The words and phrases are spoken and written day after day, year after year - generally without any wonderment as to how they became part of the language. All have a history, a story. For those of you who liked Part I, Part II, Part III, X, XV and all the others and wanted more, here is more, just a sampling. As always, reactions and suggestions always welcome. And bear in mind - - this is by no means a complete list.
RAGIN’ CAJUN Ron Guidry, for temperament and Louisiana roots.
RAGS Dave Righetti, abbreviation for his name
RAJAH, THE Baseball Hall of Famer Rogers Hornsby had a lifetime batting average of .358 and was one of the few men in baseball history to bat .400 three times. Hornsby gained his nickname through what some claimed was a contemptuous pronunciation of his first name—a less-than-appealing reference to his petulant personality. One of the greatest hitters of all time, Hornsby would not go to the movies or read newspapers for fear of straining his keen vision and thus marring his ability to select the right pitches to swing at. He was a regal and special talent and personality.
RAPID ROBERT Hall of Famer Bob Feller pitched for the Cleveland Indians for 18 seasons, winning 266 games. In his major league debut, on August 23, 1936, the Van Meter, lowa, farm boy, then 17 years old, struck out the first eight men to face him and then seven more, for a total of 15—one short of the then-league record. The blazing speed and power he was able to put on his fastball earned him his nickname. The 12 one-hitters and three no-hitters that Feller recorded in his career helped earn him his reputation as one of baseball's premier hurlers.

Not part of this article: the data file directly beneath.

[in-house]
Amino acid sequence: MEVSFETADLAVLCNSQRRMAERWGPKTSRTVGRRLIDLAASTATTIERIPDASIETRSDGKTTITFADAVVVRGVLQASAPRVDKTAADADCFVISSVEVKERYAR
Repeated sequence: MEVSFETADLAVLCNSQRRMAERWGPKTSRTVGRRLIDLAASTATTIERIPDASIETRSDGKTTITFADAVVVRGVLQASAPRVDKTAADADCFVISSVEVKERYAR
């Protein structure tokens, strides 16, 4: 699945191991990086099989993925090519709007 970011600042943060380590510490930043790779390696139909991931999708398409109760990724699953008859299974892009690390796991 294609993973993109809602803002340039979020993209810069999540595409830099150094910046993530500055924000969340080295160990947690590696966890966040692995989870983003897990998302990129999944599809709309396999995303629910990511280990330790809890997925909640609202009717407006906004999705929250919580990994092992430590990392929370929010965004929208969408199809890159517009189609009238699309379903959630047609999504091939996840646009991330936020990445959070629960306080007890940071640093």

READING RIFLE, THE Carl Furillo played 15 years for the Dodgers and for most of those years was a virtual fixture in right field. He was born in Stony Creek Mills, Pennsylvania, close to Reading, and this, coupled with the power of his throwing arm, earned him his nickname. He was also known as Skoonj, a corruption of the word scungilli, which was a favorite dish of the Italian-American player.
RED ROOSTER Doug Rader, for red hair and rooster-like behavior.
REG-GER-00 name given by Howard Cosell to Reggie Jackson, an endearing reference.
RHINO Roy Hitt, a squat, 5-10, 200-pound pitcher for Cincinnati in the early 1900s, his shape reminded people of a rhinoceros
ROAD GRAYS Away uniform, non white these days.
ROAD RUNNER II Even nicknames have been protected by the law. The Atlanta Braves signed an agreement with Warner Brothers that granted the Braves the right to call one of their baseball players by this name after the cartoon character. The agreement made it illegal for any other athlete to use the name.
ROCKET Roger Clemens, for the speed and power of his fastball.
ROOF SHOT Home run that lands in the upper deck of a ballpark.
ROOT Yankee owner Jake Ruppert's way of (mis)pronouncing Babe Ruth’s surname.
RUBBERARM As a starter and reliever, 1915-1919, Alan Russell never turned his back on a chance to pitch.
RUPPERT RIFLE The Yankees in owner Jake Ruppert's tenure.
RUTHVILE Yankee Stadium beachers in right-center where Babe Ruth hit home runs
RHUBARD Noisy or heated argument on the field.
ROCKTim Raines, for his rock-solid build and dependability. Earl Averill earned this nickname for consistent play and a solid physical build. "Popeye," "Rockhead were other Averill nicknames for his physical appearance.